JAXenter: Who is leading the DevOps show? Develops or operators?
Charity Majors: The center of gravity is moving to software engineers, who sit in the middle of a mess of internal and external APIs and services, trying to craft something meaningful out of it. Software engineers are who we should be building for … not least because there’s no such thing as “operators” any more. Ops engineers write software too.
Ops isn’t going away, but ops increasingly lives on the other side of an API, instead of sitting next to you at work. This is great news — you get to rent world-class operations talent by using companies like AWS, Fastly, and other infrastructure providers, the talent that you likely could never recruit and hire yourself.
JAXenter: The focus is slowly shifting from “What is DevOps?” Where do we start?”. How do we answer the second question?
Charity Majors: You start by making software engineers responsible for their own services. Putting them on the hook for the quality of their own code shortens the feedback loop and aligns their incentives with their users. Operations are simply ownership and responsibility for outcomes.
No service really needs an operator. They need owners.
JAXenter: How important is it to incorporate security into DevOps (DevSecOps)? What are the benefits? Should it be a priority or an afterthought?
Charity Majors: Good teams have always baked security in from the very beginning of any idea or implementation.
JAXenter: How important is automation in a DevOps context and what are the areas where automation is really needed?
Charity Majors: Anywhere that good judgment is not needed, the work should be automated away. You should only need to exercise judgment in the critical triage path and for your few business differentiators.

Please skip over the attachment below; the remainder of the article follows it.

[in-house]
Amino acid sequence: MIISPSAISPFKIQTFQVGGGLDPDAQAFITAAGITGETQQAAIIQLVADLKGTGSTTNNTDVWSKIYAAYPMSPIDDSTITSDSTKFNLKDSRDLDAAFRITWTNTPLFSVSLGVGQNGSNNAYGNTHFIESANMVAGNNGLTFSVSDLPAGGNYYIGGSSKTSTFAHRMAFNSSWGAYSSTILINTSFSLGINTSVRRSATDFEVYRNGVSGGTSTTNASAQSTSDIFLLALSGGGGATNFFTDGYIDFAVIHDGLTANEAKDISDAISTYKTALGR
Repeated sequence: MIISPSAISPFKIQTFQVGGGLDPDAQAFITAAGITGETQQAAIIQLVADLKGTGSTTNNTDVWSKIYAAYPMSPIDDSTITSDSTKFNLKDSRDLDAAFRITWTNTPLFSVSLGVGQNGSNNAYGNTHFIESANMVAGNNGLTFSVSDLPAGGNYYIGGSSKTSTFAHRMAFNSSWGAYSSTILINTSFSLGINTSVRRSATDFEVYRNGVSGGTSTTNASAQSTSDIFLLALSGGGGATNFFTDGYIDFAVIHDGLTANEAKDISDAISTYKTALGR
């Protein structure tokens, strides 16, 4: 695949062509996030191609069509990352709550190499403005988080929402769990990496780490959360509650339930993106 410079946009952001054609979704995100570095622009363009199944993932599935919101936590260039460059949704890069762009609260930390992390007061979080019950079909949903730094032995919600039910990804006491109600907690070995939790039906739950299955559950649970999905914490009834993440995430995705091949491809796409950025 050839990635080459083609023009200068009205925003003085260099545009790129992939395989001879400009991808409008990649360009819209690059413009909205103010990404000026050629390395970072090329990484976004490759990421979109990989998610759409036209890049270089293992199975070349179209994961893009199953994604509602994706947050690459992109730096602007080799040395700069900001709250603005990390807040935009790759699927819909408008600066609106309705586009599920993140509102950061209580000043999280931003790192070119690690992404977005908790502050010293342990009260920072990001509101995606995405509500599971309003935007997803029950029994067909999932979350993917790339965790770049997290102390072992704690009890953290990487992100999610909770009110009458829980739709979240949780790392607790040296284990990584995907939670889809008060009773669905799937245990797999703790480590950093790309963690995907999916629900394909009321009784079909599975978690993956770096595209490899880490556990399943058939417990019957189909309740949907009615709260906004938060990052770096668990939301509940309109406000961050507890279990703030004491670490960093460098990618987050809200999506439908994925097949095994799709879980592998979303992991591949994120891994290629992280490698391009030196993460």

JAXenter: Should testing become an essential component of the CI/CD pipeline? Are we underestimating its importance?
Charity Majors: Testing is absolutely essential, what are you talking about? All of “CI” is about continuously running integration tests!
Actually, I think we overestimate the importance of testing. Testing, like monitoring, is good at catching all your known unknowns so you don’t make the same mistake twice. In the future, when we are running complex distributed systems and unknown-unknowns predominate, testing and monitoring are not enough to catch the most critical failures. You will need well-instrumented code that enables real-time observability.
JAXenter: Some companies are still struggling with DevOps metrics. What are the key metrics that matter and how can they enhance DevOps success?
Charity Majors: How happy your users are and how much sleep your engineers get.
JAXenter: Do you think the abundance of DevOps tools has helped or slowed down DevOps adoption?
Charity Majors: Tools are essential. Discernment in selecting them, even more so.
JAXenter: There’s a huge demand for DevOps professionals. What skills do you need to have in order to tap into the perks that accompany the job description?
Charity Majors: Only curiosity and access.
Thank you very much!